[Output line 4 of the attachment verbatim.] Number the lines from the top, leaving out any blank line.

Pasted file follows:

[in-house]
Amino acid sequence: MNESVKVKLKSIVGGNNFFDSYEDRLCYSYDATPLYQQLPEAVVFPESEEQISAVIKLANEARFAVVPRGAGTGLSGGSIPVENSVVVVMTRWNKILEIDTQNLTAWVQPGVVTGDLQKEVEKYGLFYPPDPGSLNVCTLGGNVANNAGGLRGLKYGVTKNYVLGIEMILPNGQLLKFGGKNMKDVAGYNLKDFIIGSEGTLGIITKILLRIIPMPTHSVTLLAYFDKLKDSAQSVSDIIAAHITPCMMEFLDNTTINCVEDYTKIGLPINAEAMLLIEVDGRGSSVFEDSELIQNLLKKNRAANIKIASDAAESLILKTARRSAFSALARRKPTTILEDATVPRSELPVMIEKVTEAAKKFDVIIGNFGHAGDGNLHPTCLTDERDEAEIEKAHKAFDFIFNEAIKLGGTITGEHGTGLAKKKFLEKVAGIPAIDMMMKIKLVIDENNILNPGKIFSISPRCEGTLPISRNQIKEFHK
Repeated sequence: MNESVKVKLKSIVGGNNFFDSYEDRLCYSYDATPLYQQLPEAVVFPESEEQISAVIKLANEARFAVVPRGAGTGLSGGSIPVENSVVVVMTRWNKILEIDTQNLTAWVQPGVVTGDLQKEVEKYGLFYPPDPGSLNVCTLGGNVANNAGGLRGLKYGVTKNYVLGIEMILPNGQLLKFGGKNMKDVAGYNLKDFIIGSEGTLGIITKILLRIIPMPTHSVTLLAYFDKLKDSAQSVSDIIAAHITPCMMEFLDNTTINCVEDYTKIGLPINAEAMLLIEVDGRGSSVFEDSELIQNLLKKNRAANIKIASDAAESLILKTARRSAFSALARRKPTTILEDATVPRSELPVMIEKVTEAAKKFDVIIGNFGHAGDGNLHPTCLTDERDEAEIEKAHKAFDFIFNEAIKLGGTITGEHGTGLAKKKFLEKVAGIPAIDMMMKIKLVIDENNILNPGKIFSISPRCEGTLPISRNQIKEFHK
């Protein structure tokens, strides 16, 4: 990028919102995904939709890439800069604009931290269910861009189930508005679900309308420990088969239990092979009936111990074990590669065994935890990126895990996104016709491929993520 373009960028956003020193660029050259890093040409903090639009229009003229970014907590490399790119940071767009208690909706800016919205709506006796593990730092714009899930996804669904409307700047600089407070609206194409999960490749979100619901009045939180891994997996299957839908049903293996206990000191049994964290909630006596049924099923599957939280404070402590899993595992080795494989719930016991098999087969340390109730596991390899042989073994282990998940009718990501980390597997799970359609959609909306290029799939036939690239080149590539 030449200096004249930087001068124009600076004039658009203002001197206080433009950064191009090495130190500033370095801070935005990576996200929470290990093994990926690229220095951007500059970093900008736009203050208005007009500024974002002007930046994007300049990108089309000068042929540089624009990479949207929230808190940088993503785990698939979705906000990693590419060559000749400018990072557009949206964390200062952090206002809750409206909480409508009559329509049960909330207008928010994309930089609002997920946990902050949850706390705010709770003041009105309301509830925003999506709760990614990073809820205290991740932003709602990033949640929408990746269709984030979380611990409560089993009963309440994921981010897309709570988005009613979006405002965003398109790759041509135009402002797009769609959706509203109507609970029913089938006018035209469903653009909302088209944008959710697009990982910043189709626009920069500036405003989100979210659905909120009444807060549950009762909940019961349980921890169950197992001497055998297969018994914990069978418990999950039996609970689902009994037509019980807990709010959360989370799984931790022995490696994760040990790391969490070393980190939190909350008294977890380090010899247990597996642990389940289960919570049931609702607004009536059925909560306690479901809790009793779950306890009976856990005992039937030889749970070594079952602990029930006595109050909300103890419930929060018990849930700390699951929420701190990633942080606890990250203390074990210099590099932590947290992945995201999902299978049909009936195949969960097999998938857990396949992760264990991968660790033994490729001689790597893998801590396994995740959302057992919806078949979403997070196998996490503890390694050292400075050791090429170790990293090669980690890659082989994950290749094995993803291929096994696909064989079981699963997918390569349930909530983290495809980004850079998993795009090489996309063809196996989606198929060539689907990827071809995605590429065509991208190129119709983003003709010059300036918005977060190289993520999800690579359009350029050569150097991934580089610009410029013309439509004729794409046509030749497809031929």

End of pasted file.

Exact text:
């Protein structure tokens, strides 16, 4: 990028919102995904939709890439800069604009931290269910861009189930508005679900309308420990088969239990092979009936111990074990590669065994935890990126895990996104016709491929993520 373009960028956003020193660029050259890093040409903090639009229009003229970014907590490399790119940071767009208690909706800016919205709506006796593990730092714009899930996804669904409307700047600089407070609206194409999960490749979100619901009045939180891994997996299957839908049903293996206990000191049994964290909630006596049924099923599957939280404070402590899993595992080795494989719930016991098999087969340390109730596991390899042989073994282990998940009718990501980390597997799970359609959609909306290029799939036939690239080149590539 030449200096004249930087001068124009600076004039658009203002001197206080433009950064191009090495130190500033370095801070935005990576996200929470290990093994990926690229220095951007500059970093900008736009203050208005007009500024974002002007930046994007300049990108089309000068042929540089624009990479949207929230808190940088993503785990698939979705906000990693590419060559000749400018990072557009949206964390200062952090206002809750409206909480409508009559329509049960909330207008928010994309930089609002997920946990902050949850706390705010709770003041009105309301509830925003999506709760990614990073809820205290991740932003709602990033949640929408990746269709984030979380611990409560089993009963309440994921981010897309709570988005009613979006405002965003398109790759041509135009402002797009769609959706509203109507609970029913089938006018035209469903653009909302088209944008959710697009990982910043189709626009920069500036405003989100979210659905909120009444807060549950009762909940019961349980921890169950197992001497055998297969018994914990069978418990999950039996609970689902009994037509019980807990709010959360989370799984931790022995490696994760040990790391969490070393980190939190909350008294977890380090010899247990597996642990389940289960919570049931609702607004009536059925909560306690479901809790009793779950306890009976856990005992039937030889749970070594079952602990029930006595109050909300103890419930929060018990849930700390699951929420701190990633942080606890990250203390074990210099590099932590947290992945995201999902299978049909009936195949969960097999998938857990396949992760264990991968660790033994490729001689790597893998801590396994995740959302057992919806078949979403997070196998996490503890390694050292400075050791090429170790990293090669980690890659082989994950290749094995993803291929096994696909064989079981699963997918390569349930909530983290495809980004850079998993795009090489996309063809196996989606198929060539689907990827071809995605590429065509991208190129119709983003003709010059300036918005977060190289993520999800690579359009350029050569150097991934580089610009410029013309439509004729794409046509030749497809031929």